Below us, on the bottom level, our own men rushed, gathering and untying huge ropes, shouting commands and aye-ayes.
“Hold on!” one of them shouted.
I grabbed for the railing and braced myself. The boat shivered, halted, and with a final shift, hit the wharf, jerking us all nearly off our feet. A few of the ladies screamed, the children hooted, the men remained stoic, as if they did this every day of their lives.
Above us, another blast from the horn, signaled our arrival.
I leaned over the edge and watched the men below toss the ropes across the narrow gap to the men on the dock, watched them tie us off, backs and arms and leg muscles straining as they wrapped the ropes around huge mooring posts, securing the paddle wheeler to the dock.
The wheel stopped. We had arrived.
You can almost feel the boat “shiver” as it floats into place against the pier and the excitement of the people on board. From there, Lorenz takes Mark through the streets on horse drawn carriages, smells of the water and manure rising up to mix in the already heady aroma of the city. Lorenz clearly has also done her homework as her descriptions bring the New Orleans of old vividly to life before our eyes.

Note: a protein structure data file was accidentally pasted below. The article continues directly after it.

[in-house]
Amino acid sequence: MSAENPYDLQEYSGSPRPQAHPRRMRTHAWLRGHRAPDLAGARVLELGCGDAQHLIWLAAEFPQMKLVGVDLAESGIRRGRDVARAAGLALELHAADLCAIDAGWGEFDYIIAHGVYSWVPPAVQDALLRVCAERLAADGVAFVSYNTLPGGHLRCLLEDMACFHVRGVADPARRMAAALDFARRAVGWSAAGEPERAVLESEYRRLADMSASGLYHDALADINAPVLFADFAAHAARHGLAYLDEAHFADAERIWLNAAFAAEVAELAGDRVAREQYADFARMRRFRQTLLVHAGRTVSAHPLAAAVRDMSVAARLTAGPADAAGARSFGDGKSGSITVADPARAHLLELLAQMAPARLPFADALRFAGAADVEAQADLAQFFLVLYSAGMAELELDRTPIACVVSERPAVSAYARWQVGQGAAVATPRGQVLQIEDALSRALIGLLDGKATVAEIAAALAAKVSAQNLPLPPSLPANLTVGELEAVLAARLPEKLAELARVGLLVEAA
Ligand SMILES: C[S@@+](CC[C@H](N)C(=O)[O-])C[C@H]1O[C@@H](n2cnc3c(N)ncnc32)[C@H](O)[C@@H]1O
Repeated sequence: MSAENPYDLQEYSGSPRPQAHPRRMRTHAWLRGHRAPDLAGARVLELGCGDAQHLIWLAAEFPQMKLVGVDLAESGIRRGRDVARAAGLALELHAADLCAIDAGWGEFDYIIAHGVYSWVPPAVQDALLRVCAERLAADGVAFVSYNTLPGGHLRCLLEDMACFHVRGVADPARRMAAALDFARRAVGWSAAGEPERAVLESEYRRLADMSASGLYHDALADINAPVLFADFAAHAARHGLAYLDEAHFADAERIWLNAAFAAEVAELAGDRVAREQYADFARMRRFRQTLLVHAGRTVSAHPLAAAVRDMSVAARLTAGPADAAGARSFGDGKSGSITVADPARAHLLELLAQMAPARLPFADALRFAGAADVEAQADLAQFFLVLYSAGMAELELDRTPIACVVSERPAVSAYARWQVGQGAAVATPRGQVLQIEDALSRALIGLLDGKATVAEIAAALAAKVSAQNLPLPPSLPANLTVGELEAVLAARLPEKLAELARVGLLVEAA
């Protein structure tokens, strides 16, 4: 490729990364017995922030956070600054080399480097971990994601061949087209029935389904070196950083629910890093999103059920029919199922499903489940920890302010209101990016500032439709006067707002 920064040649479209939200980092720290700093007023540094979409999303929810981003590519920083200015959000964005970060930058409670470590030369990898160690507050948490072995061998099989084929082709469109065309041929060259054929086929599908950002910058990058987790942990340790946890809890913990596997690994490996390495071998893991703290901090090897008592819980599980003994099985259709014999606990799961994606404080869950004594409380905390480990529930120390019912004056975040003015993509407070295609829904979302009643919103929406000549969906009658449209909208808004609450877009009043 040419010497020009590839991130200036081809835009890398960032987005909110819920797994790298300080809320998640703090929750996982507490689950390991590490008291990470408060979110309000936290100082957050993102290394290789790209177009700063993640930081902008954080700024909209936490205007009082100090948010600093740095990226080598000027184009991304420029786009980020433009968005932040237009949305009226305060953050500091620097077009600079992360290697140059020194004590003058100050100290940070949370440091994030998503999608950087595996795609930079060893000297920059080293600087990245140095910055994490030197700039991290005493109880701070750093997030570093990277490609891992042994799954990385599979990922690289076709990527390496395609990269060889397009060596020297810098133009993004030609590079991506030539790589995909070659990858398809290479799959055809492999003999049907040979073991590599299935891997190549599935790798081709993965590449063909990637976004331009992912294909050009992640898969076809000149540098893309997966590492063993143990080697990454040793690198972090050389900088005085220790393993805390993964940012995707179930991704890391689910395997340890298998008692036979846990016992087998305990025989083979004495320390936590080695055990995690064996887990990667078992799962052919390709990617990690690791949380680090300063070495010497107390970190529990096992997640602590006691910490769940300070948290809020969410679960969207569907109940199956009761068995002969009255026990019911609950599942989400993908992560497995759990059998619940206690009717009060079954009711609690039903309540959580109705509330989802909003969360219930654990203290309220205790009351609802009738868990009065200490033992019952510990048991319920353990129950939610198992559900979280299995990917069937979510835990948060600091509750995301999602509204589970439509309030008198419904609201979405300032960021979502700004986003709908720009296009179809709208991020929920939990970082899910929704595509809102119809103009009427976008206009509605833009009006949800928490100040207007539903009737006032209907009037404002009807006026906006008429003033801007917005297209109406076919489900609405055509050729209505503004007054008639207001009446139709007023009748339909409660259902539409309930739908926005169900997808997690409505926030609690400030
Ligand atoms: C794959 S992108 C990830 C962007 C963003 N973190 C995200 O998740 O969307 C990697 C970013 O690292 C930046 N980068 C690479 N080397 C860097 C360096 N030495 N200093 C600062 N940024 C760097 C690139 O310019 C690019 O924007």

The streets’ names, set in blue-and-white tiles on the corners, were of the muses–Erato, Melpomene, Terpsichore–but when we reached Euterpe, we turned the corner and headed away from the river. A few blocks down, a modest park appeared, green lawn and stately oak trees, and we turned the corner.
“Where’s the house?” I asked.
“On the other side of the park.”
Straining to see across the expanse, through the trees and manicured shrubbery, to the collection of houses on the far side, I could only wonder which would be my new home. Each looked grander than the next, each stately, with black iron fences standing guard, lush plantings, and brick walkways.
The author beautifully draws the reader into the wealthy neighborhood and deposits us at the front door. Up until then the book is magic itself. Then the door opens and the best and the most problematic aspects of Coliseum Square are revealed.